Try the proverbial….

Trees don't grow to the sky

Some writers get the story down before they start to figure out what it’s all about. Others need their theme in hand – but may have trouble simplifying a philosophy. If you’re flailing about for a universal truth to get your writerly jaw into, a good place to seek inspiration is a list of proverbs. A proverb is usually a metaphor and often encapsulates in simple terms, a lesson from the common experience of humanity. Sit down and have a think about the specific meaning of the following and then go freewrite a story illustrating this philosophy. I’d love to hear how you get on!

Graveyards are full of indispensable people.

You can catch more flies with honey than you can with vinegar.

A little learning is a dangerous thing.

The belly has no ears.

Trees don’t grow to the sky.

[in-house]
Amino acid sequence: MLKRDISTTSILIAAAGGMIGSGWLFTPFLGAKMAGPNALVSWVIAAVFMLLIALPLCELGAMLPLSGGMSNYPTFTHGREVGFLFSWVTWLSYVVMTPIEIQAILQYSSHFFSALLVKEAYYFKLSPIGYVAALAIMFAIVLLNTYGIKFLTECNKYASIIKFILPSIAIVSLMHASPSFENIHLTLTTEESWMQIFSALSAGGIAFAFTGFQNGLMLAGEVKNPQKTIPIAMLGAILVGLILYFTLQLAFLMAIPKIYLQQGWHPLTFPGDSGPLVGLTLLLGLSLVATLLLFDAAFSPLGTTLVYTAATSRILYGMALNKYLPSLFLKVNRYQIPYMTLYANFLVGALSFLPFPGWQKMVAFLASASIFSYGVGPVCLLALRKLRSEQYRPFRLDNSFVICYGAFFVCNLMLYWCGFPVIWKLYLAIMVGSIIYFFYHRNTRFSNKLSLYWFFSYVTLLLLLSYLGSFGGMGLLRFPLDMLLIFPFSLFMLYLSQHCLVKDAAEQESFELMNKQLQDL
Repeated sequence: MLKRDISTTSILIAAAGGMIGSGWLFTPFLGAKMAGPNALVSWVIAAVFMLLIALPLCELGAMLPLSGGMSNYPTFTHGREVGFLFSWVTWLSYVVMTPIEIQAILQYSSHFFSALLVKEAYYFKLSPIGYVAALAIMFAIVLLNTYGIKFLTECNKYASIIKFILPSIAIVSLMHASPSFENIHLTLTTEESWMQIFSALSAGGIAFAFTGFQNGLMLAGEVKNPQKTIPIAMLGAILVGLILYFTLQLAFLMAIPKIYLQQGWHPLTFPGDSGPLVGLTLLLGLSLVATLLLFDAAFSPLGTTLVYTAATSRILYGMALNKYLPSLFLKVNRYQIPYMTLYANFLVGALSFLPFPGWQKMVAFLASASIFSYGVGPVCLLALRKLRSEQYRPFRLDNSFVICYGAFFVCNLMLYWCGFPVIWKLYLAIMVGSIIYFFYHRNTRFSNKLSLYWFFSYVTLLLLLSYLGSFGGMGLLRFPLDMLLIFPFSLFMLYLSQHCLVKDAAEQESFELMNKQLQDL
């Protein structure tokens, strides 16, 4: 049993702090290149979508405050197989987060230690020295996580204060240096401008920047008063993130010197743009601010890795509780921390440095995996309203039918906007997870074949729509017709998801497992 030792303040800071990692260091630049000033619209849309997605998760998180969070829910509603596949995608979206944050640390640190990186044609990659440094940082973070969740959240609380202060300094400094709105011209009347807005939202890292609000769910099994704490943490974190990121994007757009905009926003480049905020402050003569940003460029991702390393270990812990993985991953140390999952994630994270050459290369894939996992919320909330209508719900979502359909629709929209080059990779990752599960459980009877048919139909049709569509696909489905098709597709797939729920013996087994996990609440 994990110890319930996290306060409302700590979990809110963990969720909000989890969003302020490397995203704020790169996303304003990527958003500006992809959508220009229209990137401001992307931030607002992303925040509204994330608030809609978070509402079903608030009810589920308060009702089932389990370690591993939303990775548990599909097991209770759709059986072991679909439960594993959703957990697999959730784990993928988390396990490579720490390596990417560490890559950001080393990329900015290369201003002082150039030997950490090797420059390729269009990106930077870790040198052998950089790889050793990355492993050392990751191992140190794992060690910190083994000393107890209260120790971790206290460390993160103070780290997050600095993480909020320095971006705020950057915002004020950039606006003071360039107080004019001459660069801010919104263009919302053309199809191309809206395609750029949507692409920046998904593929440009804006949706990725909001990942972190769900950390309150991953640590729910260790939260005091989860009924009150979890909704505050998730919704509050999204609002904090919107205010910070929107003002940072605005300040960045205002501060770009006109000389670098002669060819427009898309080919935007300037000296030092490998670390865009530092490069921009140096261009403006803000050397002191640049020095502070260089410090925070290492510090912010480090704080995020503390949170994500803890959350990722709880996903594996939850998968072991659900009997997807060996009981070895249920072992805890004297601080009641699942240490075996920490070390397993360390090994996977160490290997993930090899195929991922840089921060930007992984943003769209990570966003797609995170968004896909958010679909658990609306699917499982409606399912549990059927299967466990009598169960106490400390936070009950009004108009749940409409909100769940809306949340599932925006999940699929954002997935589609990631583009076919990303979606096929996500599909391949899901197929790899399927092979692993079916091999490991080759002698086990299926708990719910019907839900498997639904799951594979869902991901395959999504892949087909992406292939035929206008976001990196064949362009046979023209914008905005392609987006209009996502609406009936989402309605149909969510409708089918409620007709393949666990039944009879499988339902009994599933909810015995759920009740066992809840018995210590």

A dumb priest never got a parish.

The only free cheese is in the mousetrap.

Eaten bread is soon forgotten.

Got any you’d care to share?

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About suehealy

Literary Manager at the Finborough Theatre and associate lecturer in playwriting at the universities of Lincoln and Portsmouth, Irish playwright Sue Healy’s Imaginationship has just finished a sell-out, extended run at the Finborough Theatre. Cow (2017) was staged at the Etcetera Theatre and Brazen (2016) ran at the King’s Head, funded by Arts Council England. Her work has been performed at the Criterion, Hackney Attic, Claremorris Festival (New Writing Award winner), Brighton Festival (the Sussex Playwrights’ Award Winner) and Sterts Theatre and has been developed by the Abbey Theatre, Dublin. Her nine radio-plays have broadcast on BBC Radio 4 (Opening Lines winner), WLRfm and KCLR96fm. She has won prizes for her prose including the Molly Keane and HISSAC Awards and the Escalator Prize. A UEA Creative Writing MA alumna, Sue spent eleven years in Budapest editing Hungary A.M. She is completing a Ph.D. in Theatre history. Sue also tutors Creative Writing at CityLit. View all posts by suehealy

4 responses to “Try the proverbial….

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